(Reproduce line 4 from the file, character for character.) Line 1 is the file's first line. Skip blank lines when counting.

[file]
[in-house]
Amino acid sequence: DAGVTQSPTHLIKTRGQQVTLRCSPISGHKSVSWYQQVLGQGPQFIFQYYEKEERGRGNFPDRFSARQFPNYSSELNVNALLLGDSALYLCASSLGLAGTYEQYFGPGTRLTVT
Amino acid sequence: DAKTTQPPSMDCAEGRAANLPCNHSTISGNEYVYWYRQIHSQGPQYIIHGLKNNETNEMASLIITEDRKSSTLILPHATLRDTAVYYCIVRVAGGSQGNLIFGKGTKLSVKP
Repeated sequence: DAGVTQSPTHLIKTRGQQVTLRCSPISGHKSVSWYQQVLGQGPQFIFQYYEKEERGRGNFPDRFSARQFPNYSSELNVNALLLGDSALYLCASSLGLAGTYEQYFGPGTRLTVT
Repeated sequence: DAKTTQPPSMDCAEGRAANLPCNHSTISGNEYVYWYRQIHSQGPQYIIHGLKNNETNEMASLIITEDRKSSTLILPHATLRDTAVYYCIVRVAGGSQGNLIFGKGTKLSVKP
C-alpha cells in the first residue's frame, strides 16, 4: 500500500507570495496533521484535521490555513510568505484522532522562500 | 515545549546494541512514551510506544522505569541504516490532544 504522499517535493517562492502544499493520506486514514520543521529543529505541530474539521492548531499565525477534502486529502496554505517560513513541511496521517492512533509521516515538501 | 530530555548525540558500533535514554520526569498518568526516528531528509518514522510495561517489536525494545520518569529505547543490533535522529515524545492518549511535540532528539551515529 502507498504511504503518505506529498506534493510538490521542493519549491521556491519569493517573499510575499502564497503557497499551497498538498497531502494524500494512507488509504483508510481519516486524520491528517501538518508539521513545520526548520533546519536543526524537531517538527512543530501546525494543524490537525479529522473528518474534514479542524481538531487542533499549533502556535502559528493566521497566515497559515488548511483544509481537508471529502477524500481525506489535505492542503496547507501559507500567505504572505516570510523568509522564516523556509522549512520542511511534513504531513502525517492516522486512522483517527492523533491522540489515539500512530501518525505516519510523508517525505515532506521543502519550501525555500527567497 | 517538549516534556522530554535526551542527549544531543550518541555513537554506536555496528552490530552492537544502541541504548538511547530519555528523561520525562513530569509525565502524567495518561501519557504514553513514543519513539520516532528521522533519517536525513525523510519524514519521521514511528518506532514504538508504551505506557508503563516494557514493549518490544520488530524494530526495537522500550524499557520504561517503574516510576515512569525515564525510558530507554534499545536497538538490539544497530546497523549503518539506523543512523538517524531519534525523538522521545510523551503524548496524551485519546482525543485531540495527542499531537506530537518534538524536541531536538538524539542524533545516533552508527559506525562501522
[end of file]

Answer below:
Repeated sequence: DAGVTQSPTHLIKTRGQQVTLRCSPISGHKSVSWYQQVLGQGPQFIFQYYEKEERGRGNFPDRFSARQFPNYSSELNVNALLLGDSALYLCASSLGLAGTYEQYFGPGTRLTVT